I was astonished. I went to the toilet to see the evidence. Dark yellow bowl of pee. Immense pride….I think my heart pushed out a double-beat. Read full post »

Forever My Baby

Being a parent is entirely overwhelming. Yes I know, we hold it together about 99.9% of the time, but there are these little windows where our fractures are evident. Or where our Mama/Papa-Achilles is wide open, taught and stretched. Or the beats of time where we get to let our knees buckle beneath the weight of our world. Where we give into the love we feel, the desperation of certain moments, the lack of control over things, and the slipping moments that occur each and every day as our children grow–where we feel we lose parts of them, and then simultaneously gain bits and pieces of who they become.

A pediatric partner of mine once told me that she felt the toddler and preschool years were the most intimate time of parenthood. I think about it all the time. It actually haunts me on some level, as if I’ll lose this proximity with my boys as time marches forward. That I won’t have this utter closeness. That the kisses at the cubby really will come to an end.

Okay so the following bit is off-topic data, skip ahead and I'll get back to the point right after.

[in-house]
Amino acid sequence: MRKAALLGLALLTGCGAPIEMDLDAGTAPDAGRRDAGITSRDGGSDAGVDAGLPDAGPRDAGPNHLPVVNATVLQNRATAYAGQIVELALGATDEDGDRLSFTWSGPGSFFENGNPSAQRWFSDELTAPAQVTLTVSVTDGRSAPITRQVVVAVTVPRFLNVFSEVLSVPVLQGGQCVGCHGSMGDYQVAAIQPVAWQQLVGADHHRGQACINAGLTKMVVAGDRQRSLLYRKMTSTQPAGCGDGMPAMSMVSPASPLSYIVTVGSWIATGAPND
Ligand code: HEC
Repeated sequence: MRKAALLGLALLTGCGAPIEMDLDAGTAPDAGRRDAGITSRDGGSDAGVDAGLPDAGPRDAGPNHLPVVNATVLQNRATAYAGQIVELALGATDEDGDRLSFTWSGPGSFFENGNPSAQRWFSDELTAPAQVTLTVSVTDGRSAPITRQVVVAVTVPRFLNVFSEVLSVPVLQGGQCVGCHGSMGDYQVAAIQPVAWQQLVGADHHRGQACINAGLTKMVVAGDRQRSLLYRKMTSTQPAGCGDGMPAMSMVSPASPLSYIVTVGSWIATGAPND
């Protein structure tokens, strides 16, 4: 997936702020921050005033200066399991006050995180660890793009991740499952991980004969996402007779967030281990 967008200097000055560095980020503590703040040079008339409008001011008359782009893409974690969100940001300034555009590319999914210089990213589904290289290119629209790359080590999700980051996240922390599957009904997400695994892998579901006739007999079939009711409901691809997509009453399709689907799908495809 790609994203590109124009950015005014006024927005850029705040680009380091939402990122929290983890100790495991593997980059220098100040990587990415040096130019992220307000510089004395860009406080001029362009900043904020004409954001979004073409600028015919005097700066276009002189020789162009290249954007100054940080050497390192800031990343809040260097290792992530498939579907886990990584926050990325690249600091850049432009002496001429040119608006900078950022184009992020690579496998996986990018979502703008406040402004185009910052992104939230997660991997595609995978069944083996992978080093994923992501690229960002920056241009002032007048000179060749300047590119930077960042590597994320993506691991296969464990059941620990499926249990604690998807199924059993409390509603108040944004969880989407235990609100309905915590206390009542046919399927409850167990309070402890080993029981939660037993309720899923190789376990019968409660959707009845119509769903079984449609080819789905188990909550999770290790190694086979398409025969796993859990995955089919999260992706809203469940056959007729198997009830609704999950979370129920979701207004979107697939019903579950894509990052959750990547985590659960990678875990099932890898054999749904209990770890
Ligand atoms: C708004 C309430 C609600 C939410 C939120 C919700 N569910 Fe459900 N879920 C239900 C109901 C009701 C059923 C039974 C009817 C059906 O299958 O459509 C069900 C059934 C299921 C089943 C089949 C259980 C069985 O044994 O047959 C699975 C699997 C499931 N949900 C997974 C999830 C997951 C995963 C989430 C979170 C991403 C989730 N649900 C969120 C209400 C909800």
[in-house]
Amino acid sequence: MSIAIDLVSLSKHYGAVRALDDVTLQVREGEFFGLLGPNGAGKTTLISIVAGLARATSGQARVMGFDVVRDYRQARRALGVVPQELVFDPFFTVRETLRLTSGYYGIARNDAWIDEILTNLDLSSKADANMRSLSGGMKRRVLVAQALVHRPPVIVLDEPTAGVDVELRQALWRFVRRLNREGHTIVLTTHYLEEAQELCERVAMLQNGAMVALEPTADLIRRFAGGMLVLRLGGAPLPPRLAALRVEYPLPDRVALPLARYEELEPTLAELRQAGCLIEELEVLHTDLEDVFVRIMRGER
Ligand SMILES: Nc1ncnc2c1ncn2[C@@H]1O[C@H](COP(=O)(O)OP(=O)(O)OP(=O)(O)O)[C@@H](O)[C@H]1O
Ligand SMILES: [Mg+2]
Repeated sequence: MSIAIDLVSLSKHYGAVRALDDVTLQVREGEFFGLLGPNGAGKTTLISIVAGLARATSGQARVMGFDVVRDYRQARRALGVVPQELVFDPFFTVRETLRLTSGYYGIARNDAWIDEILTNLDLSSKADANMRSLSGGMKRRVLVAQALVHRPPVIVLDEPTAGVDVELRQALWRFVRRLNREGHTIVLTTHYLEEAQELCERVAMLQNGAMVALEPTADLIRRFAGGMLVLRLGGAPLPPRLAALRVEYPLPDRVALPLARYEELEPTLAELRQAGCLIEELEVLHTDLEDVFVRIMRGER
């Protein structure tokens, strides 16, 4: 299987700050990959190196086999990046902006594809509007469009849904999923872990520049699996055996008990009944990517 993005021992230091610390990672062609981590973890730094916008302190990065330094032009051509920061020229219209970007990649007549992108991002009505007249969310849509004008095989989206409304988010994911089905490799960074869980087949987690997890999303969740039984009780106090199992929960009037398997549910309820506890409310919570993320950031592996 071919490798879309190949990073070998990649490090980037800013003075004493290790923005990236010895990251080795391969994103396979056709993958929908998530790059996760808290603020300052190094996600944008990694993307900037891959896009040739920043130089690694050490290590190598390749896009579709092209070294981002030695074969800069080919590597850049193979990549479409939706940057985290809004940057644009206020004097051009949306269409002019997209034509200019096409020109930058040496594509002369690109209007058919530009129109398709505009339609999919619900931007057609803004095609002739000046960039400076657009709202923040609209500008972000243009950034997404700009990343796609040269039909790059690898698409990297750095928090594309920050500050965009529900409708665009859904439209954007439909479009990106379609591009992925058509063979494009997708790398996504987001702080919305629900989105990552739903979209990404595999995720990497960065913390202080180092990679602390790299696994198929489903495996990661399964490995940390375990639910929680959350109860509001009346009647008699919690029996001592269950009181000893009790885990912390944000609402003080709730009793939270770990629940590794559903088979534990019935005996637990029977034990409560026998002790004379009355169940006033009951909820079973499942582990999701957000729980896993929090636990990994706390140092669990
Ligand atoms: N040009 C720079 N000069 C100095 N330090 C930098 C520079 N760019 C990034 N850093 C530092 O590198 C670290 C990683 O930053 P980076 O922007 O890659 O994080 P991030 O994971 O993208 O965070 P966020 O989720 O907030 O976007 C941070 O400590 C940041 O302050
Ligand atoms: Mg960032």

Last night, I buckled a little bit. I was also reminded that my pediatrician partner may be wrong.

Before bed, O (he’s 2 1/2 now) and I somehow migrated into his bedroom alone. Usually we read books together with his brother, but last night it was just the two of us while the husband read to F. He reached for a dreaded book and handed it to me. I wanted to shake my head. It was clear: he insisted. Of course I consented to read it but as I opened the cover, my stomach flipped. I knew I was in for a doozy. It had been a tiring day and I was weak in the knees with love for my boys. The book: Read full post »